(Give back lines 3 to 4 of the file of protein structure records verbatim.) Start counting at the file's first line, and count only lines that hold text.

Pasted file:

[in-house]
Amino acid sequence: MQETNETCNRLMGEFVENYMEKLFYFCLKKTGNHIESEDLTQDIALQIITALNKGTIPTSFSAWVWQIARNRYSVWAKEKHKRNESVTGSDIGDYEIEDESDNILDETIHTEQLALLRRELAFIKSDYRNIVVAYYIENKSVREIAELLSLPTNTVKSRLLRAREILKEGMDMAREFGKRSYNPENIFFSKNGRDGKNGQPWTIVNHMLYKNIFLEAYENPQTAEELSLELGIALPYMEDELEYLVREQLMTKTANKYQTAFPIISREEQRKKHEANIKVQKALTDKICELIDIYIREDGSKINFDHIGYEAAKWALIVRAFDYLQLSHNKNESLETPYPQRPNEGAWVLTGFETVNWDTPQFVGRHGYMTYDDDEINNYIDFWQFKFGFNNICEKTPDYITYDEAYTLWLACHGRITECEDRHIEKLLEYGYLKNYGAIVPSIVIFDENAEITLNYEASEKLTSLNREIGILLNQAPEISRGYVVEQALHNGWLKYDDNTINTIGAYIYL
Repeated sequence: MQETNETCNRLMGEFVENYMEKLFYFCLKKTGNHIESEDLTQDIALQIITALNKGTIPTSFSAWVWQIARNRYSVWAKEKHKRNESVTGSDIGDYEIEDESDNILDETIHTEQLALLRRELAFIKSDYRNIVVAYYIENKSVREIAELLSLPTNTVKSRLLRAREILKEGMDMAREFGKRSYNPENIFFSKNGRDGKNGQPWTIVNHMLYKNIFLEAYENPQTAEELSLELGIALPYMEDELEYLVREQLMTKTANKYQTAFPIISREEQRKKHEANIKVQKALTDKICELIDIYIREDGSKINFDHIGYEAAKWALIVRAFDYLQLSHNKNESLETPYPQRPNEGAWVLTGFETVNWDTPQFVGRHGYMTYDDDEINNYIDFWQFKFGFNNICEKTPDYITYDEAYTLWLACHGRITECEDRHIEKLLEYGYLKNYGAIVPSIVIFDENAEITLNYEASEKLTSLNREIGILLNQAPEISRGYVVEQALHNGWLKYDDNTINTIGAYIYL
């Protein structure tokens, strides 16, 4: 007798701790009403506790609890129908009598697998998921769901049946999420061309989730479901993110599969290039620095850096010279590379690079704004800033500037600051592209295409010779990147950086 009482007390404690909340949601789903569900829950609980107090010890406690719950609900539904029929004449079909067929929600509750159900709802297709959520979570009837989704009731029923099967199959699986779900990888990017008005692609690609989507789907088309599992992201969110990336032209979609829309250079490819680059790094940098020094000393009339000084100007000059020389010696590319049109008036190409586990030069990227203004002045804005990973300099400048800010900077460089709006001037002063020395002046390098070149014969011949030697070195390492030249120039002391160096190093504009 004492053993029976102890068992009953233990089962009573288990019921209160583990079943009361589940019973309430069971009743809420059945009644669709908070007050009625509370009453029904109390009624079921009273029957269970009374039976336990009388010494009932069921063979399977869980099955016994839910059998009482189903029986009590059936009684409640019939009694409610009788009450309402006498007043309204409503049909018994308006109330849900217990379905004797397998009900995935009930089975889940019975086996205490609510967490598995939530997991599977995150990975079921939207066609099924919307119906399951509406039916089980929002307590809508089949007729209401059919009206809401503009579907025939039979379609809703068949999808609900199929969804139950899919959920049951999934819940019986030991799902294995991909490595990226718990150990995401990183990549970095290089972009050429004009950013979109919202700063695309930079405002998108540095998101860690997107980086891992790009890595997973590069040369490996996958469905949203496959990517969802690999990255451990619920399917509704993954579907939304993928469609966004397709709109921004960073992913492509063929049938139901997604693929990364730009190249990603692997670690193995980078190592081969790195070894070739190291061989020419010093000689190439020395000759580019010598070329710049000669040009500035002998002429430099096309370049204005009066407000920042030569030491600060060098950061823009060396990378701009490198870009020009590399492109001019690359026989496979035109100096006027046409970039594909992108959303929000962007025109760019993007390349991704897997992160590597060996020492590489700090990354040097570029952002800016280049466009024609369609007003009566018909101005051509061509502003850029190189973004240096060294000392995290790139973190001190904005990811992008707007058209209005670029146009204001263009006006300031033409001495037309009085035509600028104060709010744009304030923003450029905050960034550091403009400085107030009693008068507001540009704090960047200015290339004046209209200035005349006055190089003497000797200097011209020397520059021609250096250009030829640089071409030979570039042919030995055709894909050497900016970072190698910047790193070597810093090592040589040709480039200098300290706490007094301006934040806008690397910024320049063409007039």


Repeated sequence: MQETNETCNRLMGEFVENYMEKLFYFCLKKTGNHIESEDLTQDIALQIITALNKGTIPTSFSAWVWQIARNRYSVWAKEKHKRNESVTGSDIGDYEIEDESDNILDETIHTEQLALLRRELAFIKSDYRNIVVAYYIENKSVREIAELLSLPTNTVKSRLLRAREILKEGMDMAREFGKRSYNPENIFFSKNGRDGKNGQPWTIVNHMLYKNIFLEAYENPQTAEELSLELGIALPYMEDELEYLVREQLMTKTANKYQTAFPIISREEQRKKHEANIKVQKALTDKICELIDIYIREDGSKINFDHIGYEAAKWALIVRAFDYLQLSHNKNESLETPYPQRPNEGAWVLTGFETVNWDTPQFVGRHGYMTYDDDEINNYIDFWQFKFGFNNICEKTPDYITYDEAYTLWLACHGRITECEDRHIEKLLEYGYLKNYGAIVPSIVIFDENAEITLNYEASEKLTSLNREIGILLNQAPEISRGYVVEQALHNGWLKYDDNTINTIGAYIYL
């Protein structure tokens, strides 16, 4: 007798701790009403506790609890129908009598697998998921769901049946999420061309989730479901993110599969290039620095850096010279590379690079704004800033500037600051592209295409010779990147950086 009482007390404690909340949601789903569900829950609980107090010890406690719950609900539904029929004449079909067929929600509750159900709802297709959520979570009837989704009731029923099967199959699986779900990888990017008005692609690609989507789907088309599992992201969110990336032209979609829309250079490819680059790094940098020094000393009339000084100007000059020389010696590319049109008036190409586990030069990227203004002045804005990973300099400048800010900077460089709006001037002063020395002046390098070149014969011949030697070195390492030249120039002391160096190093504009 004492053993029976102890068992009953233990089962009573288990019921209160583990079943009361589940019973309430069971009743809420059945009644669709908070007050009625509370009453029904109390009624079921009273029957269970009374039976336990009388010494009932069921063979399977869980099955016994839910059998009482189903029986009590059936009684409640019939009694409610009788009450309402006498007043309204409503049909018994308006109330849900217990379905004797397998009900995935009930089975889940019975086996205490609510967490598995939530997991599977995150990975079921939207066609099924919307119906399951509406039916089980929002307590809508089949007729209401059919009206809401503009579907025939039979379609809703068949999808609900199929969804139950899919959920049951999934819940019986030991799902294995991909490595990226718990150990995401990183990549970095290089972009050429004009950013979109919202700063695309930079405002998108540095998101860690997107980086891992790009890595997973590069040369490996996958469905949203496959990517969802690999990255451990619920399917509704993954579907939304993928469609966004397709709109921004960073992913492509063929049938139901997604693929990364730009190249990603692997670690193995980078190592081969790195070894070739190291061989020419010093000689190439020395000759580019010598070329710049000669040009500035002998002429430099096309370049204005009066407000920042030569030491600060060098950061823009060396990378701009490198870009020009590399492109001019690359026989496979035109100096006027046409970039594909992108959303929000962007025109760019993007390349991704897997992160590597060996020492590489700090990354040097570029952002800016280049466009024609369609007003009566018909101005051509061509502003850029190189973004240096060294000392995290790139973190001190904005990811992008707007058209209005670029146009204001263009006006300031033409001495037309009085035509600028104060709010744009304030923003450029905050960034550091403009400085107030009693008068507001540009704090960047200015290339004046209209200035005349006055190089003497000797200097011209020397520059021609250096250009030829640089071409030979570039042919030995055709894909050497900016970072190698910047790193070597810093090592040589040709480039200098300290706490007094301006934040806008690397910024320049063409007039």